For any single photoelectron, the probability of the electron passing through this overlayer without being subject to a scattering event is given by:

    \[P = exp ( \frac{- t}{λ} )\]

    where \(t\) is the thickness of the layer of material A .

    It follows that the overall intensity of the XPS signal arising from B is reduced by this same factor, i.e. if the intensity of this signal in the absence of any covering layer is Io then the intensity I in the presence of the overlayer is given by:

    \[I = I_o exp ( \frac{ - t}{ λ} )\]

    It also follows that it is possible to estimate the thickness of a deposited layer (using the above equation), provided the reduction in the substrate signal is known (i.e. if spectra are acquired before and after deposition of the covering film).

    How can we change the degree of surface sensitivity?

    For a given technique such as XPS which relies on inelastic electron scattering to provide the surface sensitivity, we can consider how it might be possible to increase the surface sensitivity when analysing a particular substrate.

    One approach would be to try and ensure that the electrons being detected have kinetic energies corresponding to the minimum in the universal curve for the IMFP. The problem with this approach is that

    1. it requires us to be able to vary the X-ray radiation so that we can adjust the photon energy, hν, to give us the desired kinetic energy for the photoemitted electrons ; this is not generally possible with conventional laboratory x-ray sources (although tunable x-ray radiation is available at large synchrotron sources)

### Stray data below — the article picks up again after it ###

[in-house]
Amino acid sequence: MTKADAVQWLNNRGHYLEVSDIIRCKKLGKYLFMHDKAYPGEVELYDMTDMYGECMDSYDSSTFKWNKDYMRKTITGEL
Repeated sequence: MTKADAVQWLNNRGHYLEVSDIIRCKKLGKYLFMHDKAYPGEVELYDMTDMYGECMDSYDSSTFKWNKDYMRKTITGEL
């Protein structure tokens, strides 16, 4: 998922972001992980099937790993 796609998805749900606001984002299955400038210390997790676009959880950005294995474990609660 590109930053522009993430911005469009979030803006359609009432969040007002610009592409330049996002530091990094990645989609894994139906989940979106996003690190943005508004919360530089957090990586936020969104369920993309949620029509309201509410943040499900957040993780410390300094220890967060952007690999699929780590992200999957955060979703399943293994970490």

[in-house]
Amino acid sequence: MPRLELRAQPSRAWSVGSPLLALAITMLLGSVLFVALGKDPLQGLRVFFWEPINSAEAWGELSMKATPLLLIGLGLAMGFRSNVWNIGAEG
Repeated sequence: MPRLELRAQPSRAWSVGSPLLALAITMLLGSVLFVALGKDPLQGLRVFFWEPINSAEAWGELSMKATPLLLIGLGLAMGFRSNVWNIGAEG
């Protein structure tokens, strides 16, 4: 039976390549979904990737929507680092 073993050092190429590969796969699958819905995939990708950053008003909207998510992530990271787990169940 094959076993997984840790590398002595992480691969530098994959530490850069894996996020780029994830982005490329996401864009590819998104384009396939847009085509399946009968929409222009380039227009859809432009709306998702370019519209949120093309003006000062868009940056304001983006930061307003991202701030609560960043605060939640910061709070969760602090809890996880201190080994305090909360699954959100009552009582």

2. whilst it may be possible to adjust the kinetic energy of some particular photoelectrons to correspond to the minimum in the universal curve, this effect may not hold for all the other photoelectron peaks associated with the sample.

    A much more generally useful approach is to collect photoelectrons at a more grazing emission angle.

    The key point to recognise here is that it is actually the distance that the electrons have to travel through the solid (rather than the distance of the emitting atom below the surface) that is crucial in determining their probability of escape without inelastic scattering - only in the special case considered previously of normal emission are these two quantities the same.

    Consider, for example, emission at some angle θ to the surface normal.


    Once again 63% of the electrons will originate from atoms located such that the electrons have to travel a distance, d, which is less than 1λ through the solid (see above). Under these measurement conditions, however, all these atoms are located within a smaller distance, x, from the surface where

    \[x = d \cos θ\]

    So as the emission angle (θ) is increased, cos θ decreases, the analysed region becomes more surface localised and the surface sensitivity is increased.

    One example of how this effect can be put to good use is in the study (and diagnosis) of surface segregation. The graph below shows simulated data for the variation of the XPS signal intensities with emission angle for

    • a random alloy of 10% of element A in element B, with no segregation (lower blue curve)
    • the same random alloy, but with surface segregation of A to give a surface monolayer of pure element A (upper red curve)


    This page titled 5.1: Surface Sensitivity and Surface Specificity is shared under a CC BY-NC-SA 4.0 license and was authored, remixed, and/or curated by Roger Nix.